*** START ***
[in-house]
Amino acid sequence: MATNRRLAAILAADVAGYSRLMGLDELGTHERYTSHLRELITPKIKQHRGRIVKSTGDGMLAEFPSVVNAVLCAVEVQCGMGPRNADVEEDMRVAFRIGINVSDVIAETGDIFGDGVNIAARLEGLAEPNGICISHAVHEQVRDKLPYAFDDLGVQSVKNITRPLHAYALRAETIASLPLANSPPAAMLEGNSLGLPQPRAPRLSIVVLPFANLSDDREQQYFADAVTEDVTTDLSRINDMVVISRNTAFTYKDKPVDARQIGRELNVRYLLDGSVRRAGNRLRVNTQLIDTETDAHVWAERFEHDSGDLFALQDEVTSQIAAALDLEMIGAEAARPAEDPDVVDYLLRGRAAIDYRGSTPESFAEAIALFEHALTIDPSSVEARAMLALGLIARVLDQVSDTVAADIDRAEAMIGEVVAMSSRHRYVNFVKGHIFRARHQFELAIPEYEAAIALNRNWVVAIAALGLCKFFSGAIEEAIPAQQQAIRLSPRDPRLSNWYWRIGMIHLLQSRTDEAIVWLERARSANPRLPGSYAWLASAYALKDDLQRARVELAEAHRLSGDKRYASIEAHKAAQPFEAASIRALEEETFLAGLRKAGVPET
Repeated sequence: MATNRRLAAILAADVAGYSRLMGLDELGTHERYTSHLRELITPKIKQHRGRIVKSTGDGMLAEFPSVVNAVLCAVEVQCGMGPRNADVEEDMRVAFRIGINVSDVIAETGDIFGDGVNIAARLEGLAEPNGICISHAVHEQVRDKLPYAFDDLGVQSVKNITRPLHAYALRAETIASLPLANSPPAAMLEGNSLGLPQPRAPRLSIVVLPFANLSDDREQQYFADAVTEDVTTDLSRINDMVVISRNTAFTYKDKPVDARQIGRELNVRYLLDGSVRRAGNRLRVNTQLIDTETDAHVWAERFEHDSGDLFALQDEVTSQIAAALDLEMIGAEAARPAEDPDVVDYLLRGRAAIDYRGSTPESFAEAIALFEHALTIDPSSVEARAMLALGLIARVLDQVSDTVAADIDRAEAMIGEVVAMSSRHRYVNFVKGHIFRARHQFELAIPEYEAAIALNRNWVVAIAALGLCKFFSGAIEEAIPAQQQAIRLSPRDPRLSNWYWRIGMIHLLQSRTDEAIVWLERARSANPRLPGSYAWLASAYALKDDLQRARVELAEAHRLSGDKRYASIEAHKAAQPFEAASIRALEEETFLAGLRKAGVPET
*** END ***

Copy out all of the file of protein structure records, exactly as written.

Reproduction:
[in-house]
Amino acid sequence: MATNRRLAAILAADVAGYSRLMGLDELGTHERYTSHLRELITPKIKQHRGRIVKSTGDGMLAEFPSVVNAVLCAVEVQCGMGPRNADVEEDMRVAFRIGINVSDVIAETGDIFGDGVNIAARLEGLAEPNGICISHAVHEQVRDKLPYAFDDLGVQSVKNITRPLHAYALRAETIASLPLANSPPAAMLEGNSLGLPQPRAPRLSIVVLPFANLSDDREQQYFADAVTEDVTTDLSRINDMVVISRNTAFTYKDKPVDARQIGRELNVRYLLDGSVRRAGNRLRVNTQLIDTETDAHVWAERFEHDSGDLFALQDEVTSQIAAALDLEMIGAEAARPAEDPDVVDYLLRGRAAIDYRGSTPESFAEAIALFEHALTIDPSSVEARAMLALGLIARVLDQVSDTVAADIDRAEAMIGEVVAMSSRHRYVNFVKGHIFRARHQFELAIPEYEAAIALNRNWVVAIAALGLCKFFSGAIEEAIPAQQQAIRLSPRDPRLSNWYWRIGMIHLLQSRTDEAIVWLERARSANPRLPGSYAWLASAYALKDDLQRARVELAEAHRLSGDKRYASIEAHKAAQPFEAASIRALEEETFLAGLRKAGVPET
Repeated sequence: MATNRRLAAILAADVAGYSRLMGLDELGTHERYTSHLRELITPKIKQHRGRIVKSTGDGMLAEFPSVVNAVLCAVEVQCGMGPRNADVEEDMRVAFRIGINVSDVIAETGDIFGDGVNIAARLEGLAEPNGICISHAVHEQVRDKLPYAFDDLGVQSVKNITRPLHAYALRAETIASLPLANSPPAAMLEGNSLGLPQPRAPRLSIVVLPFANLSDDREQQYFADAVTEDVTTDLSRINDMVVISRNTAFTYKDKPVDARQIGRELNVRYLLDGSVRRAGNRLRVNTQLIDTETDAHVWAERFEHDSGDLFALQDEVTSQIAAALDLEMIGAEAARPAEDPDVVDYLLRGRAAIDYRGSTPESFAEAIALFEHALTIDPSSVEARAMLALGLIARVLDQVSDTVAADIDRAEAMIGEVVAMSSRHRYVNFVKGHIFRARHQFELAIPEYEAAIALNRNWVVAIAALGLCKFFSGAIEEAIPAQQQAIRLSPRDPRLSNWYWRIGMIHLLQSRTDEAIVWLERARSANPRLPGSYAWLASAYALKDDLQRARVELAEAHRLSGDKRYASIEAHKAAQPFEAASIRALEEETFLAGLRKAGVPET